Videogames & Loneliness: New Super Mario Bros.

During the lowest, loneliest, period of my life, I played a huge amount of New Super Mario Bros on my 2DS.

Mario wears red, Luigi wears green… I often wear brightly coloured and patterned clothes, and I was doing that a lot back then, hoping that I stood out so people would speak to me, anyone anyone anyone, because I was so so alone.

When I was at my loneliest, my best friends were Mario and Luigi. Unless my castrated dog counts as a person (he doesn’t), these fictional platforming plumbers were the people I spent the most time voluntarily with.

I’d load up on negronis and lie on the floor, crying, as I listened to British comedy podcasts and played New Super Mario Bros until I passed out.


Mario was someone I could control. Though sometimes he died as I tried to guide him through his 2D world (still less flat than mine felt), every time he did die, the 2DS I gripped in my sad hands let Mario live again. I could pursue a perfect score or I could pursue a swift ending. Whatever I decided would be willed onto the moustachioed plumber: he was not me, but he did my will. I had more control over this red-suited little man than over myself. It made sense that I found myself sinking into this digital world where my actions and opinions and thoughts and feelings made a difference, an impression.

Podcasts and New Super Mario Bros and drinking until I passed out, this was how I hid myself. Headphones in and a small screen, too close, in front of my eyes. I’d play without my glasses on, because if I couldn’t see beyond the bright graphics, the world didn’t exist. If I couldn’t hear anything other than low-budget audio panel shows, the world didn’t exist. If I couldn’t move because I was too drunk to stand up without collapsing or vomiting, the world didn’t exist. I hated the world, I hated the world, I hated the world. And I loved Mario.

The screen on my 2DS was a window into an existence without my problems, an existence without the confusion of money, lust, friendship, pride, pets, ambition and pain. Mario was anxious about nothing. He had a task, but there was no urgency to it: thanks to the gift of immortality, he had no exterior pressure. Mario still had his hair, he still had his career, he still had people he cared about in his life, he wasn’t pushing others away and retreating into an uncommunicative fug, he wasn’t drinking himself to unconsciousness and walking his dog, hungover and teardrenched, on the Thames foreshore as he considered how best to kill himself because he couldn’t imagine ever ever ever feeling better.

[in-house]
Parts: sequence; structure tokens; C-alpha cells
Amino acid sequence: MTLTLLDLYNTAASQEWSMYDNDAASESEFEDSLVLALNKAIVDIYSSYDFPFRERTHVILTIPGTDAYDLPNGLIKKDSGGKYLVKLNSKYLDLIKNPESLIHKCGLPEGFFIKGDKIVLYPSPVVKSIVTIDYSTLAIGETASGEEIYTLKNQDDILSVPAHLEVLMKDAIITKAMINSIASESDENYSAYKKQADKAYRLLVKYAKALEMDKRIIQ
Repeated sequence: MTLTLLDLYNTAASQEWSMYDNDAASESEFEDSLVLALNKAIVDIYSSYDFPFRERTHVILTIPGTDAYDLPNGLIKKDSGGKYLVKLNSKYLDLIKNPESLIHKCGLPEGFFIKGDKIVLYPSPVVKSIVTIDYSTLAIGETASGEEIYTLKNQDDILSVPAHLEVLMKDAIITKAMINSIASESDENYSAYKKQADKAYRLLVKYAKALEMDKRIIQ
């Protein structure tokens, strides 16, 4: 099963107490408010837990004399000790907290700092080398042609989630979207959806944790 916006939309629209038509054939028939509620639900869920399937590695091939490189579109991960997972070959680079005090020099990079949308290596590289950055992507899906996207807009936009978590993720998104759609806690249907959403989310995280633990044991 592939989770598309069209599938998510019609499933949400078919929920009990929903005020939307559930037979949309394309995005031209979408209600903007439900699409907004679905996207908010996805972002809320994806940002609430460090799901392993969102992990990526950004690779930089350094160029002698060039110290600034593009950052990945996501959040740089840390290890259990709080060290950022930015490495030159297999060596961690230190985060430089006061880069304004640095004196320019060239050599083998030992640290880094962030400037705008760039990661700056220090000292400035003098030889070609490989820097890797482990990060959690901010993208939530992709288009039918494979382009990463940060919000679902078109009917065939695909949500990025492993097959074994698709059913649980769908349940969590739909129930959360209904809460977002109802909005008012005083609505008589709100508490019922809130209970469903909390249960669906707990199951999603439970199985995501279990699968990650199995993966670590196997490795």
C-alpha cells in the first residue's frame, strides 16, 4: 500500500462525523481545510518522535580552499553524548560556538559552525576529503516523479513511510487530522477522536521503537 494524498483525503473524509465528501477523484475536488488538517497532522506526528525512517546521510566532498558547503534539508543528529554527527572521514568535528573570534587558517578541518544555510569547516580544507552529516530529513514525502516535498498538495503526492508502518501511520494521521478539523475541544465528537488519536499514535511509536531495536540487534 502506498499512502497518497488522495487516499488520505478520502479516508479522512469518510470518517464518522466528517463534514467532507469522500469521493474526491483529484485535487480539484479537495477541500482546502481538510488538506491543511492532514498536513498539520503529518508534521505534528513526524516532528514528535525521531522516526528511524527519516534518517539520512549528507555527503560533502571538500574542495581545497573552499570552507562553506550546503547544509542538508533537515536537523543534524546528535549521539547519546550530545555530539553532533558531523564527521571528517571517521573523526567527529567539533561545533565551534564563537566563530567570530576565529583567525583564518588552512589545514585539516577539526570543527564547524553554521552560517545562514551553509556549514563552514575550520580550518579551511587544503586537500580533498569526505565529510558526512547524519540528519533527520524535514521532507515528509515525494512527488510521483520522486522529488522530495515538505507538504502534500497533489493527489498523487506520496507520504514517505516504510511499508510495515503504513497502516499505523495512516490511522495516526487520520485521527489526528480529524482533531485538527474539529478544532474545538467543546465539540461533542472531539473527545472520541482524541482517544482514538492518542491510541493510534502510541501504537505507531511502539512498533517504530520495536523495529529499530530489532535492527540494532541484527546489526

Mario did what I told him to do, just like I did what people told me to do. The difference was that Mario was happy: he was energised and loud and exuberant; I was lonely and depressed and isolating myself more and more and more. The voices in my headphones and the plumber on my screen became intoxicants as essential as the massive daily glasses of gin, vermouth and Campari.

I sunk through the screen and into a pixelated, innocent, world. Mario is sexless, simple, uncomplex. I didn’t have to think, I just had to act. Even though I would tell the plumber where and when and how to move, I didn’t feel fully in control, but nor did I feel like I was being controlled. I was floating, intoxicated, unable to see, unable to hear, unable to feel, I was lost and it was what I needed, I was lost and it was the only way I could be.

Mario was my brother, but I was not Luigi. The 2DS was my mind and my friend and my drug. I couldn’t think, because thinking gave me panic attacks and led me to plan suicides. I couldn’t do things that made me happy because because because because and and and bubblewrapping myself, cocooning myself, was the only way I could get through the night. I screamed over and over for weeks “I DON’T WANT TO DROWN MYSELF” and I didn’t drown myself, but I drank and I played and I listened and every time Mario died I felt like I was letting someone else down, but he always came back to life so it was only fleeting. I’d get so drunk I’d have no memory of completing levels or listening to episodes of podcasts and Mario Mario Mario never judged me, but he never helped.

Eventually, I reconnected with my real life friends and things got better. My 2DS now sits unused, like a plastic token of despair, reminding me of a former state of dread. In my darkest hours, New Super Mario Bros was there, and I know it will be there the next time I need it. I don’t want to feel like I felt back then, but I probably will, and that thought is almost enough to make me reach for New Super Mario Bros again.

Scott Manley Hadley is not fine and blogs at 

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